by Emmi Goldenberg
New Canaan, Connecticut
6th April, Day 22 of Quarantine:
Cycling along the roads, everything seemed like normal. Gardeners in front lawns blowing leaves in spirals, the odd kid skating up and down the quiet lanes, chipmunks darting from burrow to bush with their tails bolt upright for balance, the occasional rumble of a car passing cautiously at 15mph, the birdsong unbroken as jaybirds perched in every other tree.
Everything seemed like normal until I reached our little town. It was empty. Everything was still. The only sign of movement were the changing traffic lights that flashed green for the non-existent cars, or the crossing man who flashed white for the non-existent pedestrians. Not a single person was here, New Canaan’s town was deserted.
I cycled further up Elm Street and took in the desolate avenue, unable to keep the feelings of sadness at bay. With the spring weather, the town would usually be bustling with people at the early morning farmer’s market, out for their morning coffee, families together for brunch, the annual sidewalk sale. Daffodils, ice creams, and donuts.
As I waited for no reason at a stop sign, I noticed some life; two builders in a pothole. Even they were hiding from society. I mean, I don’t blame them, the whole world was an apocalypse, no one knew what would come of this but at least they could work while they wondered.
The emptiness was peaceful. Despite the abnormality, there was something soothing about being the only one around, almost as if I had entered a world of my own – cliché and comforting. Basking in the newfound bubble, I made my way home, thinking about how everything was still while I was in motion. As I cycled out of town, I passed the Funeral Home, lost in my thoughts I was startled by the figure on the porch. It was the owner. He was stood by his front door dressed in a freshly pressed suit, staring out into the deserted streets. He was working, watching, waiting for the victims of the virus. His aura was beckoning; willing me to fall into his open arms or the casket before him. I looked away. A sinister chill darted down my spine.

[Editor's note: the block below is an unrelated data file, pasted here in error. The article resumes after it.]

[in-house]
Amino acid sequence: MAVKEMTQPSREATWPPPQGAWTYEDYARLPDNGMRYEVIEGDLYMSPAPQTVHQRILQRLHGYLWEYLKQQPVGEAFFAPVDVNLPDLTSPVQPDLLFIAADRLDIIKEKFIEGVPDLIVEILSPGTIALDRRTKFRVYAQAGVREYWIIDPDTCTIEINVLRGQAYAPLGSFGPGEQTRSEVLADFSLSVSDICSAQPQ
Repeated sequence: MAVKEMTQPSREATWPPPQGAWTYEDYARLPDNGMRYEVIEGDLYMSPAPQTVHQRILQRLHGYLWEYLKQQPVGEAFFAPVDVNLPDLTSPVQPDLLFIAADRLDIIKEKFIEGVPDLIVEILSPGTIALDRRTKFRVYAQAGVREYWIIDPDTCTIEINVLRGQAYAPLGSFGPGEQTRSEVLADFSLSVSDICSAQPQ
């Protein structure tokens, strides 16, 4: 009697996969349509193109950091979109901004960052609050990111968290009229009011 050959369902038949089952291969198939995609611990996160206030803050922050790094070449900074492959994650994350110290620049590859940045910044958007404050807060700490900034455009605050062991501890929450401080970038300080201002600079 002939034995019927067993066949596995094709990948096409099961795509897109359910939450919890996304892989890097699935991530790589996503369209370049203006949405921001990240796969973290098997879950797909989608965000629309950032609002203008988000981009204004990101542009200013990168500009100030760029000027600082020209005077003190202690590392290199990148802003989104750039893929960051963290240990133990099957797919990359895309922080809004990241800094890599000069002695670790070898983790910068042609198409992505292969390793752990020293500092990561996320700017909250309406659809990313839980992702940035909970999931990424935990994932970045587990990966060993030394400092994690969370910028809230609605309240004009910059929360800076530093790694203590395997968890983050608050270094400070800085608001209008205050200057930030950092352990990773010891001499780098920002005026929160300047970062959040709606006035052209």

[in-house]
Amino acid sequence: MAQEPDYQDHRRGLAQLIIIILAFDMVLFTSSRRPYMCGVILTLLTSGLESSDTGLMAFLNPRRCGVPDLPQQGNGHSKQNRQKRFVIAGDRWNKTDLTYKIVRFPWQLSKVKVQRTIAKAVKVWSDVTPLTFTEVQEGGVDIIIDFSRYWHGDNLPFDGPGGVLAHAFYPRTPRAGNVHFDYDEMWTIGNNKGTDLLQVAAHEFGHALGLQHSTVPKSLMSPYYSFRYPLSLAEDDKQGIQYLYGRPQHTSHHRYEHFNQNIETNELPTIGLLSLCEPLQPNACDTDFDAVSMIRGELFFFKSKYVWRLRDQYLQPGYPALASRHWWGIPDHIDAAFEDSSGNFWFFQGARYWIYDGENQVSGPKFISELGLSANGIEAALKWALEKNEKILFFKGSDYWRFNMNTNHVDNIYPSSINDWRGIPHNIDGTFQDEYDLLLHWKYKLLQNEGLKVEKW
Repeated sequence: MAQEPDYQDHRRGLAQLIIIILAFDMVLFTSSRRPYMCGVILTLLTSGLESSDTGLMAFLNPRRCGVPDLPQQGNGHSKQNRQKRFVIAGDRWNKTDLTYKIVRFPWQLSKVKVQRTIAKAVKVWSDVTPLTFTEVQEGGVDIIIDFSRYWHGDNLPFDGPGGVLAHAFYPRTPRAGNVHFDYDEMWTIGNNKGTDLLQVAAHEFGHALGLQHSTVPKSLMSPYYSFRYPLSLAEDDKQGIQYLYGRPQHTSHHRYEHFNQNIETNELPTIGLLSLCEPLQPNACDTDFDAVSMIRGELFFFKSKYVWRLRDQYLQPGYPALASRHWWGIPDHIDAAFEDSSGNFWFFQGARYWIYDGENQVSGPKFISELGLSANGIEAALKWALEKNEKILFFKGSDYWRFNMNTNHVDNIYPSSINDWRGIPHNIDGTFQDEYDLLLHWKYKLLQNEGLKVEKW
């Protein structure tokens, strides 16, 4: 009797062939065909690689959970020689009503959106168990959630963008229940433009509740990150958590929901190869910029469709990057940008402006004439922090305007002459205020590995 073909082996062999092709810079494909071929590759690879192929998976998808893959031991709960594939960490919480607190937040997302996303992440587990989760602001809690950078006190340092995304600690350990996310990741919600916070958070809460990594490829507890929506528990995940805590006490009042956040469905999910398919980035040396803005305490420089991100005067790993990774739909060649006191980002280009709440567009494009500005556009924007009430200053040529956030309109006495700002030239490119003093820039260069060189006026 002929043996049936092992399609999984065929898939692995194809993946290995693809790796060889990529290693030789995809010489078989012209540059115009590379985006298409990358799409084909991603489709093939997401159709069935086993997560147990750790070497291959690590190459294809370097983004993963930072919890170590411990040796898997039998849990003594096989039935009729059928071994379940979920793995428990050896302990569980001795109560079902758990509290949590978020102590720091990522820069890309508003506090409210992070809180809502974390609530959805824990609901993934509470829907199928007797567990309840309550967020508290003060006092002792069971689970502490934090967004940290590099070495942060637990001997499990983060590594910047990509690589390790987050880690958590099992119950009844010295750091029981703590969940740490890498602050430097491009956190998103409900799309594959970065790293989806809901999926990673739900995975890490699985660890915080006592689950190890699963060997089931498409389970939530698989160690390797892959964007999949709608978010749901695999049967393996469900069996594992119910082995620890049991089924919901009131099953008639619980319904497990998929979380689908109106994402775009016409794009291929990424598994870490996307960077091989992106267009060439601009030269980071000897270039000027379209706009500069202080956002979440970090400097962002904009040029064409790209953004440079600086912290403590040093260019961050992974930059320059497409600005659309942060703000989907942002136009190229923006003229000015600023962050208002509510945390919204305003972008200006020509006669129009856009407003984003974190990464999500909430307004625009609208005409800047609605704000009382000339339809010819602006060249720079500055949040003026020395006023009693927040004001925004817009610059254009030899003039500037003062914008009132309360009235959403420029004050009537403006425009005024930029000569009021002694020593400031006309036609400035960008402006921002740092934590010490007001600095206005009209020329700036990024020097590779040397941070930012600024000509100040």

This was day 22 of quarantine for me, it is now 2nd May and day 48. God knows what it’s like out there now.
Emmi Goldenberg is a first year English with Creative Writing student. Split between England and America she usually has a very hectic lifestyle, but currently she is sat in the garden watching the world go by. Follow her Instagram @egphotos_ where she is beginning to experiment with the collaboration of photography and storytelling.